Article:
As you might imagine, the amount of work involved in creating and publishing one’s own books is pretty vast, and self-publishing by no means implies that you are doing everything yourself. I have been completely blessed in working with a superb team of people like Nic, Jen, and Rachel whose expertise in print and production, as well as technical and copy editing mean I can create books properly professionally, to the high standard and quality that I want. I’ve found it absolutely essential to have a really good team of folk on board, all of whom can take responsibility for various aspects of the process, and who also work well together. As the publisher, the writer, and the designer, you have to be prepared to listen and take advice, to take firm decisions, and to take some risks too. You (or rather, your business) has to invest time, energy, and a large amount of money into each book. Yokes involved an awful lot of research, travel, designing, knitting, writing, and photography before we even got anywhere near the editing and production stage. Personally I really enjoy this all-encompassing absorption in a project – you have to really live the book – but I suspect that this isn’t for everyone, and probably neither is the level of risk involved. The major benefit of working with a larger publisher is that they are shouldering the financial burden and any associated risk involved in a book’s production, but when one is one’s own publisher, that risk is yours and yours alone. When I wrote this post and received so many responses along the lines of “yokes just aren’t for me” I confess I was a wee bit concerned. Was I making a book that was of no interest to anyone but me? Did anyone even want a book about yoked sweaters, their provenance and their recent history?
(Yokes, pages 4 and 5, with wonderful illustrations by Felicity Ford)
Happily some people were interested in such a book.
In the end I would say that the best thing about small publishing is the very basic pleasure that’s derived from making a thing of which one is proud. This pleasure-in-making is integral to every aspect of the process for me, from the initial idea, through the writing and the designing and the knitting, through to the editorial, layout, and production stage, to finally holding the book in my hand. And in some ways, the actual made-thing is only the very start of that productive process. From that point on, one has the additional pleasure of seeing folk engage meaningfully with the thing that you have made. Knitters knit your jumpers. Folk write and say they enjoyed reading a particular chapter, that they liked or disagreed with something that you said; that they loved a certain pattern, or that there was a design element in it they felt might be improved. All of these interactions are important – they are all about people actually engaging meaningfully with your made thing — and this can be very affirming.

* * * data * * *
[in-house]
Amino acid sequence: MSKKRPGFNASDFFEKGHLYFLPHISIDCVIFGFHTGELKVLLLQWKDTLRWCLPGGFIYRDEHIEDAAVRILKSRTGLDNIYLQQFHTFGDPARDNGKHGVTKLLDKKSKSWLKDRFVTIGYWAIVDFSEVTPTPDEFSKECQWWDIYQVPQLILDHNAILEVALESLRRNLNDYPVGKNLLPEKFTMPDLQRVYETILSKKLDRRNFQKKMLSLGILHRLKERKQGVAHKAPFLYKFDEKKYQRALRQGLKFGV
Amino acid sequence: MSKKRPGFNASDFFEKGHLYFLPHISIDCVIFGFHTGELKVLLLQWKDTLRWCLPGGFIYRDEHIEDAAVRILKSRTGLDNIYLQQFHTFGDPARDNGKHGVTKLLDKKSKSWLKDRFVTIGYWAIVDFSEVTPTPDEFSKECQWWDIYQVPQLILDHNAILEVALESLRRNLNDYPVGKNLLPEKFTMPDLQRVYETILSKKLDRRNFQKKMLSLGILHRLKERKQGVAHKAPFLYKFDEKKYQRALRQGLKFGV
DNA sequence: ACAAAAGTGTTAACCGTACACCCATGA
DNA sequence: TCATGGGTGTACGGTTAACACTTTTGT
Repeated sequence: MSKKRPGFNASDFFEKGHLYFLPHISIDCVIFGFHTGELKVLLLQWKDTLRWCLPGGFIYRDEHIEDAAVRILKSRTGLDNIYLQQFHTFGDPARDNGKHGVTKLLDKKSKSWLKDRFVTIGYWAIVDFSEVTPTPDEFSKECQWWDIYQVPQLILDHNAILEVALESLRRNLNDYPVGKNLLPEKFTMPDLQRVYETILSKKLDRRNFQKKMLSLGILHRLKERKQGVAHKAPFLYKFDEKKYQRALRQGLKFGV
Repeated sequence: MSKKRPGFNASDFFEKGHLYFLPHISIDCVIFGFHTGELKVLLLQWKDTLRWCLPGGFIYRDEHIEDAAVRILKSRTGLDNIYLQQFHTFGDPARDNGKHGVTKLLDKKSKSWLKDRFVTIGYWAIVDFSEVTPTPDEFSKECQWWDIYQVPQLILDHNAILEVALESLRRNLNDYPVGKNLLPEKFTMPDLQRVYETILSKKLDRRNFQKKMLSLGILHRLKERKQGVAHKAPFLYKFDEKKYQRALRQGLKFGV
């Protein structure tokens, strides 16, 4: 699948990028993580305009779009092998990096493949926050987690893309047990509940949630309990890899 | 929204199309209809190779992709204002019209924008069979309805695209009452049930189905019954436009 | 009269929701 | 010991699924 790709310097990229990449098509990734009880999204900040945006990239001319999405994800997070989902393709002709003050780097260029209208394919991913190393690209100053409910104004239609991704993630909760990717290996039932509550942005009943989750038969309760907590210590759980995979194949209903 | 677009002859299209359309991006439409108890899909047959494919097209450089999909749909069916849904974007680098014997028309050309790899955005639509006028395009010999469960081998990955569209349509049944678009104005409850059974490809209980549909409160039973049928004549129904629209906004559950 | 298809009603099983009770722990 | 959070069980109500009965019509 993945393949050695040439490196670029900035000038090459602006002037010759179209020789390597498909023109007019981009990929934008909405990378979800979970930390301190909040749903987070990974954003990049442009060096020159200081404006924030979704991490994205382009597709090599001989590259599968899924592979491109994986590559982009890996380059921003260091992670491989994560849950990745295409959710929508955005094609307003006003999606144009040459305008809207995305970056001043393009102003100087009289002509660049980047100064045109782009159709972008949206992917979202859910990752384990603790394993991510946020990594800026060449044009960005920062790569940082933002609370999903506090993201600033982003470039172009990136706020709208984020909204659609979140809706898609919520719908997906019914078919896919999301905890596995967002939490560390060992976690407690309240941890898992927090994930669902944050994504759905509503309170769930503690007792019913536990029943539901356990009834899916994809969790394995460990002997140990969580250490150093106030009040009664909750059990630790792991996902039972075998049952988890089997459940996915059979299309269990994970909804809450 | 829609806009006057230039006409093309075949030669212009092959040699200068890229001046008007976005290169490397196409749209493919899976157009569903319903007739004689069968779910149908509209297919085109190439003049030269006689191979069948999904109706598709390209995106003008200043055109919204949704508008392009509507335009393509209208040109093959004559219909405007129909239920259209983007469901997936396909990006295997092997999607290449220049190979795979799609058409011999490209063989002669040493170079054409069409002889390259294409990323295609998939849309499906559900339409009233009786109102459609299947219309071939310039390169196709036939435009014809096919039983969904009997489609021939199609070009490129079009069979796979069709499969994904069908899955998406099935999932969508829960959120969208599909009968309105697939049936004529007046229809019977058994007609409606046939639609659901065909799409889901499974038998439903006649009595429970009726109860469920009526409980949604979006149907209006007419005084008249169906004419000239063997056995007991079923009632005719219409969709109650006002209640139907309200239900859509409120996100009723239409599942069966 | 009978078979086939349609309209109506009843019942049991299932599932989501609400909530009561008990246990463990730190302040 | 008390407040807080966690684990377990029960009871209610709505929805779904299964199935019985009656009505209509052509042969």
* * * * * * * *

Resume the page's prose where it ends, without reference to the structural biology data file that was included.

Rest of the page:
I said at the start of the post that these are interesting times in design and publishing. I suppose the thing that I find most interesting (and heartening) about them is that I’m not alone. So many designers and writers are now finding that small publishing is a viable route of pursuing their own creative direction, finding their own independent voice, and realising their own visions. We are often told that the world of print is struggling in the digital age, but it seems to me that in knitting, as perhaps in other areas of relatively “niche” interest, that a host of independently-minded folk are using small publishing to make really wonderful, successful books that also often combine print and digital production in innovative ways. My friend Felix crowdsourced funding for her amazing and completely distinctive tome in a way that was both incredibly professional and really, really inspiring. Designers like Gudrun, meanwhile, are publishing their own beautiful pattern collections, which, because they are the product of a single, undiluted creative vision – from the stitch patterns to the photographic locations – have something really striking and specific to say. I think that small, independent publishing has made the knitting world much richer, more varied and certainly much more interesting than it was a decade ago, when the majority of knitting books were put out by mainstream craft publishers or large yarn companies (whose priorities were sometimes rather narrowly trend-led).
I have been prompted to these musings by the sheer number of fascinating, beautiful, and important books produced by my fellow independent designers that have recently caught my eye. In tomorrow’s post I’ll review a few examples.